After examining the masculine protest type in chapter 4 of "Masculinities", R.W. Connell turns to address a radically different type of masculinity in chapter 5 of "Masculinities" titled "A Whole New World", the "wimps" – men who have tried to reshape their masculinity following feminist critique. In this chapter Connell surveys the life stories of six heterosexual men who were involved with environmental activism, a field that she correlates with the rise of feminism.
All of the men in Connell's study initially tied themselves at least to some extant to hegemonic masculinity. Yet all these men have developed what Connell terms "heterosexual sensitivity" that at least in one case study evolved out of identification with the mother which led to identification with other women, and all men had some significant role played by powerful women in the course of their early lives.
The men all became active members of the environmental movement in different ways. Connell describes how it offered them a powerful mixture of personal relationships and cultural vision. She argues that being active served a number of needs such as solidarity, moral action a sense of personal value. For Connell, this type of activity performed a valuable function in the production of gender politics.
Connell argues that the environmental movement challenged the hegemonic masculinity on a number of its principles, such as a practice and ideology of equality, an emphasis on solidarity and collectiveness, a practice and ideology of personal growth and one of organic wholeness. But while being fertile ground for challenging hegemonic masculinity, these aspects still needed the help of feminism.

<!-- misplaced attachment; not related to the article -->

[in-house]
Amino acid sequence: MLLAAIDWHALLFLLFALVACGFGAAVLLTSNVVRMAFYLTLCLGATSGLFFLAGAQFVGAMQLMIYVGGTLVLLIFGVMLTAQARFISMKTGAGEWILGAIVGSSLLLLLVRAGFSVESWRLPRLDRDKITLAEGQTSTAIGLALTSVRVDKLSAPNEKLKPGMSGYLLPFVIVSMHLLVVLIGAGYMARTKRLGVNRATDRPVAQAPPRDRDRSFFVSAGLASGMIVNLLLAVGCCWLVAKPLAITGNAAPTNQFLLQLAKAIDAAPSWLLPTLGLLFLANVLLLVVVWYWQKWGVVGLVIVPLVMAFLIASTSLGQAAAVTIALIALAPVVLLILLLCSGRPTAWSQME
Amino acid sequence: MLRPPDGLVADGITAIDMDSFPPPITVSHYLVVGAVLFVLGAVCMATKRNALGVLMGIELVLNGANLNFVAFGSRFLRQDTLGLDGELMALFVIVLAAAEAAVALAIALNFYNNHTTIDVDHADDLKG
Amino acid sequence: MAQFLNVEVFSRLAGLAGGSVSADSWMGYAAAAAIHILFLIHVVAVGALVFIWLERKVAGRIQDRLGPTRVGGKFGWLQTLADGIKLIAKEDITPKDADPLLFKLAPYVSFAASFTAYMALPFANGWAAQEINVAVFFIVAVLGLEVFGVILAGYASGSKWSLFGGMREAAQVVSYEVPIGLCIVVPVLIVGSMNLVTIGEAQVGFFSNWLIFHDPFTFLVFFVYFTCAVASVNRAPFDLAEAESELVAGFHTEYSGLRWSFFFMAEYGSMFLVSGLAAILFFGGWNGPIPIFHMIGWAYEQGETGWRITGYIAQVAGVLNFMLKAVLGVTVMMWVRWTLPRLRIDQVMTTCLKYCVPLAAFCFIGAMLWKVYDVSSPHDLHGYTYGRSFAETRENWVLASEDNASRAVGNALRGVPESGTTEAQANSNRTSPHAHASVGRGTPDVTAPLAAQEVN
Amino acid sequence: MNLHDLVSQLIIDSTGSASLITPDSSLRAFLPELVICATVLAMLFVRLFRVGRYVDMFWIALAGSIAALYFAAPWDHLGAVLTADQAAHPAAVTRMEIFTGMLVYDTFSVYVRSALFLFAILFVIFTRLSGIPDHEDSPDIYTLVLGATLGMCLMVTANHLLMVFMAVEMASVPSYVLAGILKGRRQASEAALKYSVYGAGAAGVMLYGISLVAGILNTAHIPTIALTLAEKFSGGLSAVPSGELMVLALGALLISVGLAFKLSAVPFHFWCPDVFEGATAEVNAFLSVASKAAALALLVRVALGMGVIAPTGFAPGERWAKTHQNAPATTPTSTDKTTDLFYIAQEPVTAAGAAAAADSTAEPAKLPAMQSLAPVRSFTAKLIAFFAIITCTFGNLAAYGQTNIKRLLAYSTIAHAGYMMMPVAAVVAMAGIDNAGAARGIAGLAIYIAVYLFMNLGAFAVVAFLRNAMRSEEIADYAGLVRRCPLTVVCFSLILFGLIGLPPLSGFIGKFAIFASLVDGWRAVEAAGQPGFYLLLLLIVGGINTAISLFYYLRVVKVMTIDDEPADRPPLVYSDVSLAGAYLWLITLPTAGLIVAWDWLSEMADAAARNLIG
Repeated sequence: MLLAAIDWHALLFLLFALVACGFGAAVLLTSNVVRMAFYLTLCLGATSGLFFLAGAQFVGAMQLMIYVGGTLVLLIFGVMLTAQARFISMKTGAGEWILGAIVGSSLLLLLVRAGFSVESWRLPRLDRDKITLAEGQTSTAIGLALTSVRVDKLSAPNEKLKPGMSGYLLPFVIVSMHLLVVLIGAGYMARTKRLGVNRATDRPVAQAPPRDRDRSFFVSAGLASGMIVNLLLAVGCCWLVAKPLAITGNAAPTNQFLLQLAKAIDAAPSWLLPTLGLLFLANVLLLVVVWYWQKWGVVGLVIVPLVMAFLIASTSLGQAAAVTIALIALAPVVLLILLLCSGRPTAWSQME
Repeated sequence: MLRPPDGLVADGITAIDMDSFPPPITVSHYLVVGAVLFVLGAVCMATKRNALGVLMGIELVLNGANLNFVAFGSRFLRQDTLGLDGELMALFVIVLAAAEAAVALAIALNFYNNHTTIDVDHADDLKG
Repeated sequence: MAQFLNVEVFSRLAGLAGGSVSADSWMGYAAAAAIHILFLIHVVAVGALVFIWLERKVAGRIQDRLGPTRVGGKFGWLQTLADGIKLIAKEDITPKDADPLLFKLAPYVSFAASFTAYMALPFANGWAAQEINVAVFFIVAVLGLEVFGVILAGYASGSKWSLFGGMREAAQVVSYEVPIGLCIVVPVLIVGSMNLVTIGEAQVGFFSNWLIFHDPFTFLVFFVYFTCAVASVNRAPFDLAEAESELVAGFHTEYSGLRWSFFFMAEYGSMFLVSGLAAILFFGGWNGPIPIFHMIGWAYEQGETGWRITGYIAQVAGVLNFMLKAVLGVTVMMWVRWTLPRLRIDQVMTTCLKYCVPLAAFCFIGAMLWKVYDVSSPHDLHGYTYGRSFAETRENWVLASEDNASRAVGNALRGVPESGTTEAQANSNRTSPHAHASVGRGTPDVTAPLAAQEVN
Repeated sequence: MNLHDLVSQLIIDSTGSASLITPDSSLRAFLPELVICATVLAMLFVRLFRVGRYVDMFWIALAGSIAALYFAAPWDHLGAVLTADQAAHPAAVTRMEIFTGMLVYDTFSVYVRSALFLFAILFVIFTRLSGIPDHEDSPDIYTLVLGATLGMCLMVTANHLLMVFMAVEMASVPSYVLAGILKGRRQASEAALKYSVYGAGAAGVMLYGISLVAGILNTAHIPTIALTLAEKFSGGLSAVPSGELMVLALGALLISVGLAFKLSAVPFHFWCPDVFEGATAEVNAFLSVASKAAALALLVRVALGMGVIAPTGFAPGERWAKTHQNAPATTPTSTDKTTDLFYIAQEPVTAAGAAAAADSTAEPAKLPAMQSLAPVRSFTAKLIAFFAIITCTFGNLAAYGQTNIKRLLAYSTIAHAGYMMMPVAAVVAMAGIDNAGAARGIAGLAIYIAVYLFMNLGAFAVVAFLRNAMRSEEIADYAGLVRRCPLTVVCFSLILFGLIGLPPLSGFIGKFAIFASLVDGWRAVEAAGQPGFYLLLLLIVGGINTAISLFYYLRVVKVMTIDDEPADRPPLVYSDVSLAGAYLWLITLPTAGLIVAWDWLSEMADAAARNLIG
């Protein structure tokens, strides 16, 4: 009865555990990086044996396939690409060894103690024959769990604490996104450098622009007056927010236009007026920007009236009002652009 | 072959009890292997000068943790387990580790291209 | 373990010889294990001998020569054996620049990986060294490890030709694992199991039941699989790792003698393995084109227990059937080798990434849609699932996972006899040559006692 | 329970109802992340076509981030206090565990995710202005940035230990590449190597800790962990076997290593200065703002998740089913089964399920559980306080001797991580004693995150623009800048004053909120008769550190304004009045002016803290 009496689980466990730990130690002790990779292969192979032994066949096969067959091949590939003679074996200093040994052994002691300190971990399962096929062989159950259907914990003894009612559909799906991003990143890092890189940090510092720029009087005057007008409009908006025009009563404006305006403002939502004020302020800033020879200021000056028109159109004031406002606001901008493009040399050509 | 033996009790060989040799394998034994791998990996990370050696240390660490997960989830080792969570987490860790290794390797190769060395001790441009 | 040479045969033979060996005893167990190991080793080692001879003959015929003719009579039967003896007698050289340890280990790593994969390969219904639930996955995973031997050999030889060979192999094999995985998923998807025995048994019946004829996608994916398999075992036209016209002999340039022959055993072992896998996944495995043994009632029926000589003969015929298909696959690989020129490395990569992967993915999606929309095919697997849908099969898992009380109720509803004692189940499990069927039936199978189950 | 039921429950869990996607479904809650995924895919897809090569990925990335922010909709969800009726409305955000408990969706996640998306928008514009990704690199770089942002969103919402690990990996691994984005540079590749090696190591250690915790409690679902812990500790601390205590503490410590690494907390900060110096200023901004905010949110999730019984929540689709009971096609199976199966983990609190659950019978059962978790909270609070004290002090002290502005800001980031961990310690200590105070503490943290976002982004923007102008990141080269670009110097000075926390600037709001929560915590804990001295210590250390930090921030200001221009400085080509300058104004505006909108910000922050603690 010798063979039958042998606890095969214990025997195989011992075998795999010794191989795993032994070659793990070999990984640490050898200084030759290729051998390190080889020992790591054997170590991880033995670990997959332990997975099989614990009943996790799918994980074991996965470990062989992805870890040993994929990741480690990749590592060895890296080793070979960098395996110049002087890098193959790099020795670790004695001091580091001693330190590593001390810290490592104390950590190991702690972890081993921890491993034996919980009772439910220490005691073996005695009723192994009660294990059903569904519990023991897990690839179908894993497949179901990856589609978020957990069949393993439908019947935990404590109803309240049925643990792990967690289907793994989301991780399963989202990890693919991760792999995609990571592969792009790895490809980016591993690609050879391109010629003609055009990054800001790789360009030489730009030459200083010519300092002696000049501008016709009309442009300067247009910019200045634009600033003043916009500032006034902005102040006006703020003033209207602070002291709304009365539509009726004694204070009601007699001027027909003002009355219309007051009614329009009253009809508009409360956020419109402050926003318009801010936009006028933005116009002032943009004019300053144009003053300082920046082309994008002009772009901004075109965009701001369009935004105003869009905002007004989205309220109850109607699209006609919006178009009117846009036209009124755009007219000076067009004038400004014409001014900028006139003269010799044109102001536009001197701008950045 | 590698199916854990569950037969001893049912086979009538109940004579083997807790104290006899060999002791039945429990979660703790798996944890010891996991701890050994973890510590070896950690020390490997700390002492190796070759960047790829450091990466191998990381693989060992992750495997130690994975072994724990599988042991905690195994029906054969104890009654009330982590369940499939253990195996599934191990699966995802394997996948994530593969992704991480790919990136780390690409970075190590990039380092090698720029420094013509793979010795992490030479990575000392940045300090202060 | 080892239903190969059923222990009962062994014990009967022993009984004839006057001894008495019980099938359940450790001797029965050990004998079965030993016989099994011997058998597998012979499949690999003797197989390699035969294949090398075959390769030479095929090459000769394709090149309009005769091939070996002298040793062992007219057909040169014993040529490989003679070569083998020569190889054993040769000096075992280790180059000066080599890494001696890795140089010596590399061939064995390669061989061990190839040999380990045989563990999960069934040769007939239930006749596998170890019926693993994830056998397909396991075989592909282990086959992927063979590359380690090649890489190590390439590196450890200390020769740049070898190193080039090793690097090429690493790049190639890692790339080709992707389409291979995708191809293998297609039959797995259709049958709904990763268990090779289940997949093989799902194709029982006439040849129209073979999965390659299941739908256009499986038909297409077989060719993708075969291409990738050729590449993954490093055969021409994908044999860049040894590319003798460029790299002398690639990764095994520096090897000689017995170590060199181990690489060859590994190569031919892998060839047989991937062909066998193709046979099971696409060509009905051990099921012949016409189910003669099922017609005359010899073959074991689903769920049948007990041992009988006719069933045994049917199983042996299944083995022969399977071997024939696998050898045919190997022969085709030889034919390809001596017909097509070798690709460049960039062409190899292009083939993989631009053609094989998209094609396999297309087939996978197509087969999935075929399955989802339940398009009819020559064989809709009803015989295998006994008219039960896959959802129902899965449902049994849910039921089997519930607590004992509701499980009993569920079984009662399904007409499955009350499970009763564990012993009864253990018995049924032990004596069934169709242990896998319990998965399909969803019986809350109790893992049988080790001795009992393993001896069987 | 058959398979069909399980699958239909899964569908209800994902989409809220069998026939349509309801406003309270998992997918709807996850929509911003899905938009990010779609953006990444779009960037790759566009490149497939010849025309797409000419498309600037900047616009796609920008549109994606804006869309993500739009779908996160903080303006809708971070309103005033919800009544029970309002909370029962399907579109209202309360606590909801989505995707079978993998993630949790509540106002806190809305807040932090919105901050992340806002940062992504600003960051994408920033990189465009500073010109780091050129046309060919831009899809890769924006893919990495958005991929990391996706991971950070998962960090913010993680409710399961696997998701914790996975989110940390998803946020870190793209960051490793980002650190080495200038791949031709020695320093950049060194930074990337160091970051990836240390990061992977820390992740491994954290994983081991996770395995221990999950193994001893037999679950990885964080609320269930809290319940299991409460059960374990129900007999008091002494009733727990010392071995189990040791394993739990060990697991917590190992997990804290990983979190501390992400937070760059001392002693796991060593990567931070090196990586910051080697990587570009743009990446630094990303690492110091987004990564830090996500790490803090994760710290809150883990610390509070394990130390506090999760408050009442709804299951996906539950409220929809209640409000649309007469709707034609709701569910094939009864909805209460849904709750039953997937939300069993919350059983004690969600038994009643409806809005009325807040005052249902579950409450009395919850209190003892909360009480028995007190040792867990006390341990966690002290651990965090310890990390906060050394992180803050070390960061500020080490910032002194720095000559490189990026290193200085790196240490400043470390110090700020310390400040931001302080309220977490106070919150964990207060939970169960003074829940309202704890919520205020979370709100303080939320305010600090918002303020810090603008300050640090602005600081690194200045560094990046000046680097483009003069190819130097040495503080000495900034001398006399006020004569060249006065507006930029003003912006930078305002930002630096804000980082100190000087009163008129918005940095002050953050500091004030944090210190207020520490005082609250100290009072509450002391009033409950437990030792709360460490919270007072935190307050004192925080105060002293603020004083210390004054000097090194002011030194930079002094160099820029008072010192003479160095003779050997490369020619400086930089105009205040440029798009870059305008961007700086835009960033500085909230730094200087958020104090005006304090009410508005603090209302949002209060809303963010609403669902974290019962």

Some of the men in Connell's study experienced feminism with guilt, and most of them interpreted it as relating to personal relationship and not large scale politics. The encounter with feminism prompted a process of personal change and redefinition of the men's masculinity. Connell notes that the moment of separation from hegemonic masculinity was for the men essentially a passive choice, as opposed to the assertive control of hegemonic masculinity. They also gave up on their careers to become more dependent on others, women of course included. Giving up on the benefits of hegemonic masculinity was for these men a way to develop new desirable characteristics, especially emotional openness and sensitivity.
Raewyn Connell – "Masculinities", 1995
Chapter 6: A Very Straight Gay
Chapter 7: Men of Reason